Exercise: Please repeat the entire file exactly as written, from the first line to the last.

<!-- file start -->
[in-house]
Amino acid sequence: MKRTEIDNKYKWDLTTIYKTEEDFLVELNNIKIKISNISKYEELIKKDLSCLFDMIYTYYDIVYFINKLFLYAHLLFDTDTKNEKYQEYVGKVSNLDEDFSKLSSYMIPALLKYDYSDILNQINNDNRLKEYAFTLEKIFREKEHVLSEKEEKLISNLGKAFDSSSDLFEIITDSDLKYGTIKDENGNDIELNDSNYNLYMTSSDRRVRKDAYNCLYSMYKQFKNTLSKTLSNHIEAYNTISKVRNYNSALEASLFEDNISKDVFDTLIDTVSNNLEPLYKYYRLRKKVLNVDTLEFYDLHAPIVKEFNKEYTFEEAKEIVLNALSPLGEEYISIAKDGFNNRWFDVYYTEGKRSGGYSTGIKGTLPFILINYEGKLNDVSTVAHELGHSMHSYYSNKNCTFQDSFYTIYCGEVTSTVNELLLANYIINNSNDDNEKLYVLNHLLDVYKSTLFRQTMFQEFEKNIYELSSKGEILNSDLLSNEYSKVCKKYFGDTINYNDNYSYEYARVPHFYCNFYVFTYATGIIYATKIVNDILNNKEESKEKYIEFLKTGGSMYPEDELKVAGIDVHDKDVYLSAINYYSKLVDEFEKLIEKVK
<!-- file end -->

[in-house]
Amino acid sequence: MKRTEIDNKYKWDLTTIYKTEEDFLVELNNIKIKISNISKYEELIKKDLSCLFDMIYTYYDIVYFINKLFLYAHLLFDTDTKNEKYQEYVGKVSNLDEDFSKLSSYMIPALLKYDYSDILNQINNDNRLKEYAFTLEKIFREKEHVLSEKEEKLISNLGKAFDSSSDLFEIITDSDLKYGTIKDENGNDIELNDSNYNLYMTSSDRRVRKDAYNCLYSMYKQFKNTLSKTLSNHIEAYNTISKVRNYNSALEASLFEDNISKDVFDTLIDTVSNNLEPLYKYYRLRKKVLNVDTLEFYDLHAPIVKEFNKEYTFEEAKEIVLNALSPLGEEYISIAKDGFNNRWFDVYYTEGKRSGGYSTGIKGTLPFILINYEGKLNDVSTVAHELGHSMHSYYSNKNCTFQDSFYTIYCGEVTSTVNELLLANYIINNSNDDNEKLYVLNHLLDVYKSTLFRQTMFQEFEKNIYELSSKGEILNSDLLSNEYSKVCKKYFGDTINYNDNYSYEYARVPHFYCNFYVFTYATGIIYATKIVNDILNNKEESKEKYIEFLKTGGSMYPEDELKVAGIDVHDKDVYLSAINYYSKLVDEFEKLIEKVK